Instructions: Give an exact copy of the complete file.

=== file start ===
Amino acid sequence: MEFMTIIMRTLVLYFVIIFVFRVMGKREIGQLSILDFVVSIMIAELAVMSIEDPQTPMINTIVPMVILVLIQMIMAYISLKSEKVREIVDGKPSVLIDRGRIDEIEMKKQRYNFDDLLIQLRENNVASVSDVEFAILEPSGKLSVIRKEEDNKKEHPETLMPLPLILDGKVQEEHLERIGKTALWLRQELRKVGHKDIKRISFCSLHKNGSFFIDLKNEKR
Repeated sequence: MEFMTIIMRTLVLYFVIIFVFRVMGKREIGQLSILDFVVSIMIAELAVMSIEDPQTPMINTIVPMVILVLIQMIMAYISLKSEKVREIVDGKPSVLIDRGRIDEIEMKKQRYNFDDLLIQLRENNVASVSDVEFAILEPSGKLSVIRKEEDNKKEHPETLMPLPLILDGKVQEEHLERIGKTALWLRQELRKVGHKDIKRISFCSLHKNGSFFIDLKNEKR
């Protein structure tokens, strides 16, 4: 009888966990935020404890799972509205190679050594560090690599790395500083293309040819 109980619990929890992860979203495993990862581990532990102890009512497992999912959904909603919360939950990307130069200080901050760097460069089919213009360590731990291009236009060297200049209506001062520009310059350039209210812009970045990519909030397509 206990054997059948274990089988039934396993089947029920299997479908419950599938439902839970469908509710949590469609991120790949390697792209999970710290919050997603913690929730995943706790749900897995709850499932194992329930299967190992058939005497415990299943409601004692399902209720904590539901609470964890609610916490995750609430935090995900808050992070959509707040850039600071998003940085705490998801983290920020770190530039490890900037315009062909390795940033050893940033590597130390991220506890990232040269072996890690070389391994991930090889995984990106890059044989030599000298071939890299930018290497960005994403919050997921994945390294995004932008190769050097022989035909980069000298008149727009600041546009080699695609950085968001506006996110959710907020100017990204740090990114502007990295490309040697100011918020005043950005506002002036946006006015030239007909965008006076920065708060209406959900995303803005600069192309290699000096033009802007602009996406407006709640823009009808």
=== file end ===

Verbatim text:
Amino acid sequence: MEFMTIIMRTLVLYFVIIFVFRVMGKREIGQLSILDFVVSIMIAELAVMSIEDPQTPMINTIVPMVILVLIQMIMAYISLKSEKVREIVDGKPSVLIDRGRIDEIEMKKQRYNFDDLLIQLRENNVASVSDVEFAILEPSGKLSVIRKEEDNKKEHPETLMPLPLILDGKVQEEHLERIGKTALWLRQELRKVGHKDIKRISFCSLHKNGSFFIDLKNEKR
Repeated sequence: MEFMTIIMRTLVLYFVIIFVFRVMGKREIGQLSILDFVVSIMIAELAVMSIEDPQTPMINTIVPMVILVLIQMIMAYISLKSEKVREIVDGKPSVLIDRGRIDEIEMKKQRYNFDDLLIQLRENNVASVSDVEFAILEPSGKLSVIRKEEDNKKEHPETLMPLPLILDGKVQEEHLERIGKTALWLRQELRKVGHKDIKRISFCSLHKNGSFFIDLKNEKR
């Protein structure tokens, strides 16, 4: 009888966990935020404890799972509205190679050594560090690599790395500083293309040819 109980619990929890992860979203495993990862581990532990102890009512497992999912959904909603919360939950990307130069200080901050760097460069089919213009360590731990291009236009060297200049209506001062520009310059350039209210812009970045990519909030397509 206990054997059948274990089988039934396993089947029920299997479908419950599938439902839970469908509710949590469609991120790949390697792209999970710290919050997603913690929730995943706790749900897995709850499932194992329930299967190992058939005497415990299943409601004692399902209720904590539901609470964890609610916490995750609430935090995900808050992070959509707040850039600071998003940085705490998801983290920020770190530039490890900037315009062909390795940033050893940033590597130390991220506890990232040269072996890690070389391994991930090889995984990106890059044989030599000298071939890299930018290497960005994403919050997921994945390294995004932008190769050097022989035909980069000298008149727009600041546009080699695609950085968001506006996110959710907020100017990204740090990114502007990295490309040697100011918020005043950005506002002036946006006015030239007909965008006076920065708060209406959900995303803005600069192309290699000096033009802007602009996406407006709640823009009808």